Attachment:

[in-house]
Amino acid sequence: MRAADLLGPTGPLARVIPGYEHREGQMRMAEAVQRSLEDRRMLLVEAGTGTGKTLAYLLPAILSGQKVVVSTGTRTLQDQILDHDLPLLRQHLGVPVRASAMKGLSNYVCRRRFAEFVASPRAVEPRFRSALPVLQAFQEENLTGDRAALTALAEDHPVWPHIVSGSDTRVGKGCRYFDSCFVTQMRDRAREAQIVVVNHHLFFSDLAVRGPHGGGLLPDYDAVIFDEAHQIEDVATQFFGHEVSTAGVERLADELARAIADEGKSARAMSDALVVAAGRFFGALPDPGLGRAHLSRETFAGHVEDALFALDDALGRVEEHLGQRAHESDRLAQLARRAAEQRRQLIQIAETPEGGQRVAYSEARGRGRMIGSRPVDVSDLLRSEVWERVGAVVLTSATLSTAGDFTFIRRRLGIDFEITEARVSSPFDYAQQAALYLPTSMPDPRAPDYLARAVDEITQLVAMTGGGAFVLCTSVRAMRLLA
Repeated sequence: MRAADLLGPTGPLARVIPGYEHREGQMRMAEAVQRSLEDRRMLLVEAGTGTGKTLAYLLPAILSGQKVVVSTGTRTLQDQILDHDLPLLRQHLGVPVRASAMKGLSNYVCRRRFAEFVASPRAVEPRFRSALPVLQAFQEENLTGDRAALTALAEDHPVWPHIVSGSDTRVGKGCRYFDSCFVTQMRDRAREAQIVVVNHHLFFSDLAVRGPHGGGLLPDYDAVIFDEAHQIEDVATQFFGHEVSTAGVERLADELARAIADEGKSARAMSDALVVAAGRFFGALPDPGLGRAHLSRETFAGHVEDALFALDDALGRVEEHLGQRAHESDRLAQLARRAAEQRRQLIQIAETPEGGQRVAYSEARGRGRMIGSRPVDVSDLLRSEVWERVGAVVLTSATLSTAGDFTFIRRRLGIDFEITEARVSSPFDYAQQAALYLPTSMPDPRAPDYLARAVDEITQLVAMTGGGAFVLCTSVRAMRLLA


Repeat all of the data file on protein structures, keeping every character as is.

[in-house]
Amino acid sequence: MRAADLLGPTGPLARVIPGYEHREGQMRMAEAVQRSLEDRRMLLVEAGTGTGKTLAYLLPAILSGQKVVVSTGTRTLQDQILDHDLPLLRQHLGVPVRASAMKGLSNYVCRRRFAEFVASPRAVEPRFRSALPVLQAFQEENLTGDRAALTALAEDHPVWPHIVSGSDTRVGKGCRYFDSCFVTQMRDRAREAQIVVVNHHLFFSDLAVRGPHGGGLLPDYDAVIFDEAHQIEDVATQFFGHEVSTAGVERLADELARAIADEGKSARAMSDALVVAAGRFFGALPDPGLGRAHLSRETFAGHVEDALFALDDALGRVEEHLGQRAHESDRLAQLARRAAEQRRQLIQIAETPEGGQRVAYSEARGRGRMIGSRPVDVSDLLRSEVWERVGAVVLTSATLSTAGDFTFIRRRLGIDFEITEARVSSPFDYAQQAALYLPTSMPDPRAPDYLARAVDEITQLVAMTGGGAFVLCTSVRAMRLLA
Repeated sequence: MRAADLLGPTGPLARVIPGYEHREGQMRMAEAVQRSLEDRRMLLVEAGTGTGKTLAYLLPAILSGQKVVVSTGTRTLQDQILDHDLPLLRQHLGVPVRASAMKGLSNYVCRRRFAEFVASPRAVEPRFRSALPVLQAFQEENLTGDRAALTALAEDHPVWPHIVSGSDTRVGKGCRYFDSCFVTQMRDRAREAQIVVVNHHLFFSDLAVRGPHGGGLLPDYDAVIFDEAHQIEDVATQFFGHEVSTAGVERLADELARAIADEGKSARAMSDALVVAAGRFFGALPDPGLGRAHLSRETFAGHVEDALFALDDALGRVEEHLGQRAHESDRLAQLARRAAEQRRQLIQIAETPEGGQRVAYSEARGRGRMIGSRPVDVSDLLRSEVWERVGAVVLTSATLSTAGDFTFIRRRLGIDFEITEARVSSPFDYAQQAALYLPTSMPDPRAPDYLARAVDEITQLVAMTGGGAFVLCTSVRAMRLLA